“The world doesn’t look like this room.” In a rare serious moment, Thurston said technology companies need to do a better job recruiting minorities into the fold. “It doesn’t have to do with being good or doing the right thing; it has to do with being smart. It’s just good business. To not have a wide range of backgrounds and perspectives makes you less relevant.”
Linda Baker is managing editor of Oregon Business.
Wednesday, August 26, 2015
BY LINDA BAKER
A new co-working model disrupts office sharing, child care and work-life balance as we know it.
Thursday, August 20, 2015
BY JACOB PALMER
Ask any college student: Textbook prices have skyrocketed out of control. Online education startup Lumen Learning aims to bring them down to earth.
Friday, August 21, 2015
Renee Spears, founder and owner of Portland-based Rose City Mortgage, is hot to trot to sell pot.
Wednesday, August 19, 2015
BY BRIAN LIBBY
Ben Kaiser holds his ground.
Wednesday, August 19, 2015
BY LINDA WESTON
In 1996, after a 17-year career in the destination marketing industry, where I gained national standing as the CEO of the Convention & Visitors Association of Lane County, I was recruited by the founders of a new professional basketball league for women. The American Basketball League (ABL) hoped to leverage the success of the 1996 USA women’s national team at the Atlanta Olympics — much like USA Soccer is now leveraging the U.S. Women’s National Team’s victory in the World Cup. The ABL wanted a team in Portland, and they wanted me to be its general manager.
Monday, July 13, 2015
BY CHRIS NOBLE
Whether you're stepping out to work or onto the track, Pacific Northwest shoe companies have you covered.
Wednesday, August 19, 2015
BY GARY THILL | PHOTOS BY JASON E. KAPLAN
A storied institution climbs down from the ivory tower.
|Child care challenge|
|Is there life beyond Reed?|
|Downtime with Jill Nelson|
|Adidas produces special shoe for upcoming Timbers/Sounders match|
|Intel invests $60M in drone company|
|Congestion should be expected|
|How many devices are using Windows 10?|
|Aftermath of the Ashley Madison hack|
|Boy trips in art museum, rips $1.5M painting|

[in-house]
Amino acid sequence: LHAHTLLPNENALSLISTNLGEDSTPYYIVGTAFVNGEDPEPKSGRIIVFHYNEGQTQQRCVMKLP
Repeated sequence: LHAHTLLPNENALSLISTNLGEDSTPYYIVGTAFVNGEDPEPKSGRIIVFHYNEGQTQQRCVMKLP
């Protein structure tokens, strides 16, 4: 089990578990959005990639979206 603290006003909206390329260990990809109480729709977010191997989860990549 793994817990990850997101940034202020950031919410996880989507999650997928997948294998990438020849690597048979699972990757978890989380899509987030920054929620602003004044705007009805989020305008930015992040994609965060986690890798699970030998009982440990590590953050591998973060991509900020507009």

|U.S. stocks plummet|
Transforming the culture of Oregon’s educational leadership.
The Board dismissed a petition related to efforts to unionize the Northwestern University football team.
Every once in a while we receive a letter in the (fictional) mailbag that is tough to describe and quite compelling. This week, Isabel, the new HR manager at LabCo (and someone who is new to HR), wants to know whether she may fire the owner’s son for having an Oregon medical marijuana card. In passing, Isabel also makes a number of alarming admissions about her motivation. Here is Isabel’s nerve-racking question and our response to it.
Oregon Sick Leave is here, and changes to the federal white-collar worker regulations are on the way. This workshop will prepare you for both. We invite you to participate in an interactive discussion on how to start planning now for the future impact on your operations and finances.
Presented by OEN + CENTRL + YESpdx.
This Roundtable will cover numerous issues under the employer "shared responsibility" rules of the Affordable Care Act, including how to track the "full-time" status of variable-hour employees, temporary or seasonal employees, and employees who experience a change in status or a break in service. Additionally, we will provide a brief overview of Code sections 6055 and 6056, which require most mid-sized and large employers to submit their first information reports to the IRS in early 2016 regarding the health insurance coverage being offered to employees. We invite you to participate in an interactive discussion on how to prepare for the future impact of the shared responsibility rules on your operations and finances.